This year, each of my two great Third Grade classrooms created their own counter chant, then performed the end result at the Winter Assembly. Here’s how it worked.
Legos, hula hoops, jump ropes, collectibles,
Footballs, dolls, silly putty, dog(s).
Class 2 made a list of their wishes for the world:
Hope, peace, love for our families,
First aid, no war, kindness and joy.
1. Both classes sang Star Light then played the song on their recorders.
2. The group broke into two parts, with Class 1 speaking the TOYS counter-chant. After a full repetition, Class 2 joined, playing Star Light on their recorders.
3. Both classes sang the song again.
4. Class 2 spoke their WISHES counter chant, and after a full repetition, Class 1 joined, playing Star Light on their recorders.
5. Both classes ended the piece by chanting “First aid, no war, kindness and joy” several times, getting softer on each repetition.
6. They bowed. Together.
7. The crowd went wild!
I send you greetings of the season, and wishes for a bright new year full of children’s laughter and song, and hearts full of Hope, peace, love for our families, First aid, no war, kindness and joy. First aid, no war, kindness and joy.
Merit School of Music, Chicago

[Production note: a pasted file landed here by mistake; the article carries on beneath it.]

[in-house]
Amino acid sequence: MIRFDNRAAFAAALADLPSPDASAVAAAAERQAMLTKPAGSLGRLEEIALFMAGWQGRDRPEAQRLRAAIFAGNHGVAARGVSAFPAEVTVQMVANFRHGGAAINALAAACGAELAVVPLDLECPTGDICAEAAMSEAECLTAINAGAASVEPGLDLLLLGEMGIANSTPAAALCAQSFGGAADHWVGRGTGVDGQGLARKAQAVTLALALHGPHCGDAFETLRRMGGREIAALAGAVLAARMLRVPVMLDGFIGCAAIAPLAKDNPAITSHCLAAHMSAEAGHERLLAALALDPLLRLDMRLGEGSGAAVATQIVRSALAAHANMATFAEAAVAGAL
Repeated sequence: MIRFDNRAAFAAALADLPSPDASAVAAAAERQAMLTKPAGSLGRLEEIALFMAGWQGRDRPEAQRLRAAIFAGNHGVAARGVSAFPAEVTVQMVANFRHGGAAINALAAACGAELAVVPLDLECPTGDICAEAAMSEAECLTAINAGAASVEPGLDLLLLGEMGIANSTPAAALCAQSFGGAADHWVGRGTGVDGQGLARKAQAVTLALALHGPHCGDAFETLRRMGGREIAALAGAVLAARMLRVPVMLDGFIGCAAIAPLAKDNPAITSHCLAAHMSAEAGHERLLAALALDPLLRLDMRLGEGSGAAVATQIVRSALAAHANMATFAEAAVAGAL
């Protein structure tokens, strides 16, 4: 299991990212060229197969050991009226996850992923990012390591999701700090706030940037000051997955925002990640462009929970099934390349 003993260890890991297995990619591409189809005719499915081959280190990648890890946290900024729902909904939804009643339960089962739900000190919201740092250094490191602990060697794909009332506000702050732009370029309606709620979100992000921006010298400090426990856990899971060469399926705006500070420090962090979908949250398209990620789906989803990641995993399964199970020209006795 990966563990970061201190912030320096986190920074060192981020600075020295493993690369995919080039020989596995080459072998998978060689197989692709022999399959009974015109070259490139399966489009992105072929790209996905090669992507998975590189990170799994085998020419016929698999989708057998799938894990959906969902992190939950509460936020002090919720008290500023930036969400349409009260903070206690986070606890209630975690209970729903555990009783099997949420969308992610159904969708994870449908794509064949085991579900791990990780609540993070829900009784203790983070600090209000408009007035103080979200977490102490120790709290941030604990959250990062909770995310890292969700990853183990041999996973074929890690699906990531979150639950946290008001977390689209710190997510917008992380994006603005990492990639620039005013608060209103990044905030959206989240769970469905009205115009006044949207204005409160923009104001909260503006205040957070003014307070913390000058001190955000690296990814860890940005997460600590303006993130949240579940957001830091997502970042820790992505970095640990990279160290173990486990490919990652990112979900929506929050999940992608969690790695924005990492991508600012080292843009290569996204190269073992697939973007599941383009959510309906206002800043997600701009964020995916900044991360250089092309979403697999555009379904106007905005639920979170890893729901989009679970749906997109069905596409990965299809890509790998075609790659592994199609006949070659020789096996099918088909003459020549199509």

Call on Merit School of Music! Our onsite school is in the West Loop. We work in the schools throughout the area providing band, orchestra, percussion, choir, early childhood, and general music instruction with project based units including Recorder, Music and Storytelling and Songwriting. We do great work! YoYo Ma is a supporter!
Please come to Merit’s Storytime sessions. It’s free, fun, and facilitated by singers and storytellers Amy Lowe, Irica Baurer & Brigid Finucane. Stories and songs start at 11am, and we end with time for family networking. Storytime is be offered once a month on the 2nd Monday. The next session is January 11, 2016.
I am continually inspired by the Children’s Music Network (CMN) community. an international group of socially conscious musicians, educators, librarians, families, songwriters and good people, who “celebrate the positive power of music in the lives of children by sharing songs, exchanging ideas, and creating community.” Please visit CMN, and find a gathering in your region.
©2015 Brigid Finucane * 847-213-0713 * email@example.com
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June 2015. Summer Songs
April 2015. Crescendo -And Sites to Sigh For: edWeb & CMN
Sept.2014. Educators Who Care, Share. Singers, Sites & Songs from the Heartland Part III: From the Midwest & Great Lakes Regions (Listening Locally)
Aug.2014. Educators Who Care, Share. Singers, Sites & Songs – Part II: Midwest & Great Lakes (Listening Locally)
July 2014. Educators Who Care, Share. Singers, Sites & Songs Part I: Midwest & Ontario (Listening Locally)
April 2014. Part II. Dancing, Singing & Drawing Legato and Staccato
March 2014. Part I. From “Hush Little Baby” to Yo-Yo Ma – Using Books, Apps and YouTube Videos to Introduce Legato and Staccato
Feb.2014. Pete Seeger – A Time to Thank
Dec.2013. Singing Time! Embracing Appadiction